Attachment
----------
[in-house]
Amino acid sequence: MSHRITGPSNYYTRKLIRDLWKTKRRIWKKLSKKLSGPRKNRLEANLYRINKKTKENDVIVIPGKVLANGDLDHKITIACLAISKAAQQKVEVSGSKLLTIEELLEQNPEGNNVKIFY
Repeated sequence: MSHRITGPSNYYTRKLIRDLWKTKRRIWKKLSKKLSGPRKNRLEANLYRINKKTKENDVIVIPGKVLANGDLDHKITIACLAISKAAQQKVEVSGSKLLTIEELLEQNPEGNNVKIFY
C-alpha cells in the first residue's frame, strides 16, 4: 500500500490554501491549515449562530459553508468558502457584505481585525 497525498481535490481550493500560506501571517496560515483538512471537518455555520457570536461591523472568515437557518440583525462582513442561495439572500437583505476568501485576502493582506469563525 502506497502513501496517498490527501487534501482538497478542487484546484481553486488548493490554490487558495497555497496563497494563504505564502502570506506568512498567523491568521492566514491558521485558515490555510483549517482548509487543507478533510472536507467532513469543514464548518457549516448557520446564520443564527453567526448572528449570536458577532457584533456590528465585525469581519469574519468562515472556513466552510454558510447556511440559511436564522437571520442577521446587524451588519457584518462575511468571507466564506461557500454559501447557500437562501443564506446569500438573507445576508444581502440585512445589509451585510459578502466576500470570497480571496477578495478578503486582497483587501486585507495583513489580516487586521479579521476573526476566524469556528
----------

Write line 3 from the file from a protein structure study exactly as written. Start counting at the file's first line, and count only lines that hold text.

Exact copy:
Repeated sequence: MSHRITGPSNYYTRKLIRDLWKTKRRIWKKLSKKLSGPRKNRLEANLYRINKKTKENDVIVIPGKVLANGDLDHKITIACLAISKAAQQKVEVSGSKLLTIEELLEQNPEGNNVKIFY